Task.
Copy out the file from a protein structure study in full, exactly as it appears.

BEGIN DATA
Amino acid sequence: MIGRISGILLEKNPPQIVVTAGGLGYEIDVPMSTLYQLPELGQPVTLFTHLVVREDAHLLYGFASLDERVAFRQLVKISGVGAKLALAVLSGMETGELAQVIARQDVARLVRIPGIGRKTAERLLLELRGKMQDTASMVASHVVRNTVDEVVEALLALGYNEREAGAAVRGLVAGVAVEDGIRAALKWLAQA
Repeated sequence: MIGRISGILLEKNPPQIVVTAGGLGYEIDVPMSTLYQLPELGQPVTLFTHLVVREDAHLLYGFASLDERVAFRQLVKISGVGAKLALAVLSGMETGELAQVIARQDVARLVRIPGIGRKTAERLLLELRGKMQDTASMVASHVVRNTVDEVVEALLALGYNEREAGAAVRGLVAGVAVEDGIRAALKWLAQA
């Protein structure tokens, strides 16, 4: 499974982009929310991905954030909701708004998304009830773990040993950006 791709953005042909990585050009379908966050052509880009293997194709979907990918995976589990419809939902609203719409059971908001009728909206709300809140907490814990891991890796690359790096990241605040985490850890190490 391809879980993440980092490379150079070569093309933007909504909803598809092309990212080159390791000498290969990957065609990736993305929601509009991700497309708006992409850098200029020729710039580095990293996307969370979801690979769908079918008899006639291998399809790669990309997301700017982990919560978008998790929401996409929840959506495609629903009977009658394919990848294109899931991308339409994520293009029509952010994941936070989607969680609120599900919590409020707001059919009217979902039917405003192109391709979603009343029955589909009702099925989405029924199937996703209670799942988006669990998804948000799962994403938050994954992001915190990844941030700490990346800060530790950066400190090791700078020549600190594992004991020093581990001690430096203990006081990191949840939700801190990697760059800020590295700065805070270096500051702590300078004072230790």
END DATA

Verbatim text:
Amino acid sequence: MIGRISGILLEKNPPQIVVTAGGLGYEIDVPMSTLYQLPELGQPVTLFTHLVVREDAHLLYGFASLDERVAFRQLVKISGVGAKLALAVLSGMETGELAQVIARQDVARLVRIPGIGRKTAERLLLELRGKMQDTASMVASHVVRNTVDEVVEALLALGYNEREAGAAVRGLVAGVAVEDGIRAALKWLAQA
Repeated sequence: MIGRISGILLEKNPPQIVVTAGGLGYEIDVPMSTLYQLPELGQPVTLFTHLVVREDAHLLYGFASLDERVAFRQLVKISGVGAKLALAVLSGMETGELAQVIARQDVARLVRIPGIGRKTAERLLLELRGKMQDTASMVASHVVRNTVDEVVEALLALGYNEREAGAAVRGLVAGVAVEDGIRAALKWLAQA
């Protein structure tokens, strides 16, 4: 499974982009929310991905954030909701708004998304009830773990040993950006 791709953005042909990585050009379908966050052509880009293997194709979907990918995976589990419809939902609203719409059971908001009728909206709300809140907490814990891991890796690359790096990241605040985490850890190490 391809879980993440980092490379150079070569093309933007909504909803598809092309990212080159390791000498290969990957065609990736993305929601509009991700497309708006992409850098200029020729710039580095990293996307969370979801690979769908079918008899006639291998399809790669990309997301700017982990919560978008998790929401996409929840959506495609629903009977009658394919990848294109899931991308339409994520293009029509952010994941936070989607969680609120599900919590409020707001059919009217979902039917405003192109391709979603009343029955589909009702099925989405029924199937996703209670799942988006669990998804948000799962994403938050994954992001915190990844941030700490990346800060530790950066400190090791700078020549600190594992004991020093581990001690430096203990006081990191949840939700801190990697760059800020590295700065805070270096500051702590300078004072230790």